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Western Reds (1995)

Debut YearWinsLossesDrawsLadderMost PointsCoach
19951111011/20136, Chris RyanPeter Mulholland

The Reds had a fine debut season. They finished just two points out of the top eight and won eight from 11 at the WACA. While they had crowds of 20,000+ for their first two home games (including over 24,000 for the famous opening round win over St George), the attendances gradually dropped to an average of 13,390 – still not bad considering Australian Rules dominates Western Australia. The Reds won six of their last nine, including three separate streaks of two straight wins, but it wasn’t enough.

THE FIRST GAME: the Reds were the only 1995 expansion side to win their first game. Nearly 25,000 turned up to the WACA (a traditional cricket/Australian Rules venue) as Brad Mackay’s Reds beat St George 28-16. The Reds scored five tries (David Boyd, Jeff Doyle, Matthew Fuller, Tim Horan, Peter Shiels).

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Hunter Mariners (1997 – Super League)

Debut YearWinsLossesDrawsLadderMost PointsCoach
199771106/1076, Nick ZistiGraham Murray

Facing genuine hostility from diehard Knights fans, the Mariners were doomed before a ball was kicked. They did pretty well, with seven wins from 18 games and a sixth-place finish. They did even better in the farcical World Club Championship, topping Pool B with a 6-0 record, and beating Wigan (at Central Park) and Cronulla-Sutherland to make the WCC Final. While they lost 36-12 to the invincible Broncos, it was still the highlight of their brief existence.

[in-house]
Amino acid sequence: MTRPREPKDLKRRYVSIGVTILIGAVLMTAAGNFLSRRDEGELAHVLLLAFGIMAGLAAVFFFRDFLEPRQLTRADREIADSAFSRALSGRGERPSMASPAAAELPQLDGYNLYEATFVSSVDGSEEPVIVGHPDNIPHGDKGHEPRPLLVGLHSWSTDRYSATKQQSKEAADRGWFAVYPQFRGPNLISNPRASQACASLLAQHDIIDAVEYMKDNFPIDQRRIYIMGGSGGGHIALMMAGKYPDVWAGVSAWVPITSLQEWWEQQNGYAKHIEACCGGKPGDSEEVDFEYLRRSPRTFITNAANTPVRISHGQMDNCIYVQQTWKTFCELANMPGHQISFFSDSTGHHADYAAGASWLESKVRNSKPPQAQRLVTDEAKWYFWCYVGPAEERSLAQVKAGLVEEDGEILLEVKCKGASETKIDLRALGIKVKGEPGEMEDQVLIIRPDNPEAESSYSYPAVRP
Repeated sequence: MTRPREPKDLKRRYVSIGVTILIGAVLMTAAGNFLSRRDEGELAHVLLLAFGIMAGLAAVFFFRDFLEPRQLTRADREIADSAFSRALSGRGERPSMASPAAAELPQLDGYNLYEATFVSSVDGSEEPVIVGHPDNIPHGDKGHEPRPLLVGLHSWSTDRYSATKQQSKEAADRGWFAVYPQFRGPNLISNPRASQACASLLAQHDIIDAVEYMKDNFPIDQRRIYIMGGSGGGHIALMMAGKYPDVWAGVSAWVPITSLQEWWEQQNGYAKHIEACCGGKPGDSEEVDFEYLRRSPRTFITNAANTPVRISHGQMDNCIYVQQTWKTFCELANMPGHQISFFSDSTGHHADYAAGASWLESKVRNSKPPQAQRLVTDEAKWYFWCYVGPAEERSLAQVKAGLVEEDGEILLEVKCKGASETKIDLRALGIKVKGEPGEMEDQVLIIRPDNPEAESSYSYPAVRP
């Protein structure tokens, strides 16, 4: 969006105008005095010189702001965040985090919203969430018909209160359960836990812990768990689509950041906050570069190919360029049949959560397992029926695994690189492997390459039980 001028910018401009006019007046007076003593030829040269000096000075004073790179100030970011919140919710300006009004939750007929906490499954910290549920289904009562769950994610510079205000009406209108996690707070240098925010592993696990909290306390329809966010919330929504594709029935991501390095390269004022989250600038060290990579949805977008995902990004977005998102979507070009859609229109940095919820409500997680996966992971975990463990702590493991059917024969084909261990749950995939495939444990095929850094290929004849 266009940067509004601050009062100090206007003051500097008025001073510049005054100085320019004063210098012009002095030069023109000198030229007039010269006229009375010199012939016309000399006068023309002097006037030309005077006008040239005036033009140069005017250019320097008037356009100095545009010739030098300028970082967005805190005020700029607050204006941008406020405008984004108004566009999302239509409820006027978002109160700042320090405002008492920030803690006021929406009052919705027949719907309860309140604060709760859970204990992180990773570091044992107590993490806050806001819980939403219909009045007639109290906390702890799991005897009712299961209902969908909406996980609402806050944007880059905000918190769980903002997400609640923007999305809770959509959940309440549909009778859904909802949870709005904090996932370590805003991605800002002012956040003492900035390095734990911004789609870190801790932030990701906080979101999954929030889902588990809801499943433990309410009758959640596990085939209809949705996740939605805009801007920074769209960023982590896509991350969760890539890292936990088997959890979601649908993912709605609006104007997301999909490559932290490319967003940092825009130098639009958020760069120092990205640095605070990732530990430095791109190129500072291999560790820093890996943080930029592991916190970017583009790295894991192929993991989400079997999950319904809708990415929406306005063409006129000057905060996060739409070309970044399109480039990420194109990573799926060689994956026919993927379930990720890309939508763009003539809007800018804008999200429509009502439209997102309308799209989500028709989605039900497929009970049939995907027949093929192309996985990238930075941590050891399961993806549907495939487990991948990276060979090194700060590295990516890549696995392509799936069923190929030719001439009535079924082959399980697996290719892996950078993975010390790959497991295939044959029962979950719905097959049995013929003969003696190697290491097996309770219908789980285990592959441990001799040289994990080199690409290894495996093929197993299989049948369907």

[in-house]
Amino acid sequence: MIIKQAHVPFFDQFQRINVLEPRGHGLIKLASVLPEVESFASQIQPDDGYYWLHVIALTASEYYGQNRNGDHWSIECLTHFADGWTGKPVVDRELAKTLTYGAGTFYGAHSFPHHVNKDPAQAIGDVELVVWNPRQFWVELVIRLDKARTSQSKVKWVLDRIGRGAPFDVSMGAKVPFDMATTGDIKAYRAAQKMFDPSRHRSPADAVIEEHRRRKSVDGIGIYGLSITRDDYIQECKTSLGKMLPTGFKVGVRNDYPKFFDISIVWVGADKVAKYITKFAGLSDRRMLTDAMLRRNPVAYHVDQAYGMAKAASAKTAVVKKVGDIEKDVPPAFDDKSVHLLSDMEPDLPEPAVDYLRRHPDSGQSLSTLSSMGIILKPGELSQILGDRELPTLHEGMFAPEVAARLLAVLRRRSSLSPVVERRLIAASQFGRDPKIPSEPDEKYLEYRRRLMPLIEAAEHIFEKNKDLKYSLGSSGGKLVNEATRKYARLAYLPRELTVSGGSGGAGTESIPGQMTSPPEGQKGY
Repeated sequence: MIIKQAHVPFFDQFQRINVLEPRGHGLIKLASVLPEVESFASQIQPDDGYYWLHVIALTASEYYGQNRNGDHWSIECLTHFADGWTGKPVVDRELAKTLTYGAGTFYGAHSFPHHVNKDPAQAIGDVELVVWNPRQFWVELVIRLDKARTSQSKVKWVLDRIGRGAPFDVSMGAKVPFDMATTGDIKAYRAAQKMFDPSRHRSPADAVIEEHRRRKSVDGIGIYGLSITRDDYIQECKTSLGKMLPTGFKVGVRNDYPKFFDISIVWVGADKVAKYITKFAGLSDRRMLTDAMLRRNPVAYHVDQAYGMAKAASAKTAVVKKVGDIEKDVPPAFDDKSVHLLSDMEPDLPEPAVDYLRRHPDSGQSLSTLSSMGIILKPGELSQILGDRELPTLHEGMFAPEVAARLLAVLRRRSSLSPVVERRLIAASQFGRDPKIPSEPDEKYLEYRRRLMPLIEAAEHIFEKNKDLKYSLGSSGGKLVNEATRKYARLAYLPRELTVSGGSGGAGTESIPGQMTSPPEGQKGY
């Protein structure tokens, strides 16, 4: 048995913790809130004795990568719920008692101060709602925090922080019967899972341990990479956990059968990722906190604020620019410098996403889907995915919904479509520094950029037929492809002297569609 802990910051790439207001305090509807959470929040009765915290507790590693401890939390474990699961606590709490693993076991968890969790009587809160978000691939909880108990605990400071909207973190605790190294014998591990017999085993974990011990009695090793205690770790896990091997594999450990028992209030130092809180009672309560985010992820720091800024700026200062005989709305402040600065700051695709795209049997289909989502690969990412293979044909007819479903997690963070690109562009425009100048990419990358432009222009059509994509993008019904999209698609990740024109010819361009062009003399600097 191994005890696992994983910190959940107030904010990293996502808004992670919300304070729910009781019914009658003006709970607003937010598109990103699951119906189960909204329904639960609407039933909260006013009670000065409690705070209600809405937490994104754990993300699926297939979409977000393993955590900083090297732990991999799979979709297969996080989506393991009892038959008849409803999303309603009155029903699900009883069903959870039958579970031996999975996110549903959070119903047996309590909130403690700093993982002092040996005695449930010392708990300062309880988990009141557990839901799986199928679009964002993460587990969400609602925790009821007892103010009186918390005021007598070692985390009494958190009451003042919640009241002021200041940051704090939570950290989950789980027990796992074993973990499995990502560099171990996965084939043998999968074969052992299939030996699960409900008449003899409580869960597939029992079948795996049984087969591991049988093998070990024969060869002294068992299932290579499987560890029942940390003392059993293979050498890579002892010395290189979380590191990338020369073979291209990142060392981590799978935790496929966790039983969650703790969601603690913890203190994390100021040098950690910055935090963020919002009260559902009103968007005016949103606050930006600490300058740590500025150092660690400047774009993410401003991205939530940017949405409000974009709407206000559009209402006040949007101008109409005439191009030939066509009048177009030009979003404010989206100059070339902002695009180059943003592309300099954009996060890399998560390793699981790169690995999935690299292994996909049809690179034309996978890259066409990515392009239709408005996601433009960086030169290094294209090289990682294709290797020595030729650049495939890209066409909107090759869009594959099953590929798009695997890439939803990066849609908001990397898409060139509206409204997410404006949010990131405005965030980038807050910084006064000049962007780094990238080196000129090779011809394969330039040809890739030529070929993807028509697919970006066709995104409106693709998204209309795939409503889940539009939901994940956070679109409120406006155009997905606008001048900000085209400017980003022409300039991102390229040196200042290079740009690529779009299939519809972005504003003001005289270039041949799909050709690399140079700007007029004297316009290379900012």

THE FIRST GAME: led by Noel Goldthorpe, the Mariners had a close first up loss to Canterbury-Bankstown (20-16) at Topper Stadium. The crowd of 6,579 was eclipsed by over 9,000 at Marathon Stadium as the Knights beat St George in the ARL opening round. The Mariners only scored two tries (Goldthorpe and Paul Marquet), with four goals to Nick Zisti.

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Adelaide Rams (1997 – Super League)

Debut YearWinsLossesDrawsLadderMost PointsCoach
199761119/1081, Kurt WrigleyRod Reddy

Like the Reds, the Rams had to battle the Australian Rules domination in their state. To make things harder, the Port Adelaide Power made their AFL debut in 1997 and the Adelaide Crows won their maiden premiership (and won again in 1998). The Rams finished second last in Super League, and missed the World Club Championship finals, despite a 4-2 record. Three of those WCC wins came at the Adelaide Oval: 50-8 against Salford City, 34–8 against Leeds, and 42–14 against Oldham.

THE FIRST GAME: the Rams travelled to Townsville for their opening game, losing 24-16 to the Cowboys, with Brett Galea and former Bronco Kerrod Walters scoring (while his brother Steve scored a double for the Cowboys). They played their first home game in Round Three against Hunter. It may have been the novelty factor of watching “the Rugby” in an Aussie Rules state, but over 27,000 attended Adelaide Oval to see the Rams win their first game.

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Melbourne Storm (1998)

Debut YearWinsLossesDrawsLadderMost PointsCoach
19981761Prelim Final/20110, Craig SmithChris Anderson

Like Brisbane in 1988, Melbourne entered the league with a powerful line-up (including a handful from the defunct Mariners, Tawera Nikau, and multi-premiership winner Glenn Lazarus). They made the most of it, finishing third, even though they only averaged 12,717 at Olympic Park (setting the trend of successful Storm sides struggling to crack the Australian Rules domination in Victoria). The Storm needed the double chance in the finals, losing to Sydney City and rebounding to beat Canberra (both at home). Their season ended with a 30-6 loss to the Broncos in the preliminary final.